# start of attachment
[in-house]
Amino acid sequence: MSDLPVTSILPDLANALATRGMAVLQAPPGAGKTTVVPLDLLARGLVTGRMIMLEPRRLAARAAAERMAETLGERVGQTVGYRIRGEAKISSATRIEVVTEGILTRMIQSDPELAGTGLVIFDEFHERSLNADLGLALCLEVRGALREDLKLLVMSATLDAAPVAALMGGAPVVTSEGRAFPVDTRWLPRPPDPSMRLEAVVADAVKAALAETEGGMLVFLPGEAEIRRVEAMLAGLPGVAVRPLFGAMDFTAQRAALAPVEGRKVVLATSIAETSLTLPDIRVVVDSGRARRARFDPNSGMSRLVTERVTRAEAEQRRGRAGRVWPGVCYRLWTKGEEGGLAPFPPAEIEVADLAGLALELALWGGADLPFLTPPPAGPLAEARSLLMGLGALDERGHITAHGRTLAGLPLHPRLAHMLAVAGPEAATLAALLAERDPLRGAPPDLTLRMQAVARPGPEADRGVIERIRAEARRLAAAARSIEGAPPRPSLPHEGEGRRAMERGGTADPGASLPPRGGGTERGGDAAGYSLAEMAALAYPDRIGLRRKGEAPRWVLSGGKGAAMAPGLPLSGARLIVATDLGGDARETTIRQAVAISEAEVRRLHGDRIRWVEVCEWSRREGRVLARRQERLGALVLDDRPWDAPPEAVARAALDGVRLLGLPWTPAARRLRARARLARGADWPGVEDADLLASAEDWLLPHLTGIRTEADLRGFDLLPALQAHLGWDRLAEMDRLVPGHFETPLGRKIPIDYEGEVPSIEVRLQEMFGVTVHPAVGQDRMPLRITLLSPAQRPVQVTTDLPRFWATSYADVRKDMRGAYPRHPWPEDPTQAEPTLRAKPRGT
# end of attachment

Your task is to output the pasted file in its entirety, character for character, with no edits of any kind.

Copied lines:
[in-house]
Amino acid sequence: MSDLPVTSILPDLANALATRGMAVLQAPPGAGKTTVVPLDLLARGLVTGRMIMLEPRRLAARAAAERMAETLGERVGQTVGYRIRGEAKISSATRIEVVTEGILTRMIQSDPELAGTGLVIFDEFHERSLNADLGLALCLEVRGALREDLKLLVMSATLDAAPVAALMGGAPVVTSEGRAFPVDTRWLPRPPDPSMRLEAVVADAVKAALAETEGGMLVFLPGEAEIRRVEAMLAGLPGVAVRPLFGAMDFTAQRAALAPVEGRKVVLATSIAETSLTLPDIRVVVDSGRARRARFDPNSGMSRLVTERVTRAEAEQRRGRAGRVWPGVCYRLWTKGEEGGLAPFPPAEIEVADLAGLALELALWGGADLPFLTPPPAGPLAEARSLLMGLGALDERGHITAHGRTLAGLPLHPRLAHMLAVAGPEAATLAALLAERDPLRGAPPDLTLRMQAVARPGPEADRGVIERIRAEARRLAAAARSIEGAPPRPSLPHEGEGRRAMERGGTADPGASLPPRGGGTERGGDAAGYSLAEMAALAYPDRIGLRRKGEAPRWVLSGGKGAAMAPGLPLSGARLIVATDLGGDARETTIRQAVAISEAEVRRLHGDRIRWVEVCEWSRREGRVLARRQERLGALVLDDRPWDAPPEAVARAALDGVRLLGLPWTPAARRLRARARLARGADWPGVEDADLLASAEDWLLPHLTGIRTEADLRGFDLLPALQAHLGWDRLAEMDRLVPGHFETPLGRKIPIDYEGEVPSIEVRLQEMFGVTVHPAVGQDRMPLRITLLSPAQRPVQVTTDLPRFWATSYADVRKDMRGAYPRHPWPEDPTQAEPTLRAKPRGT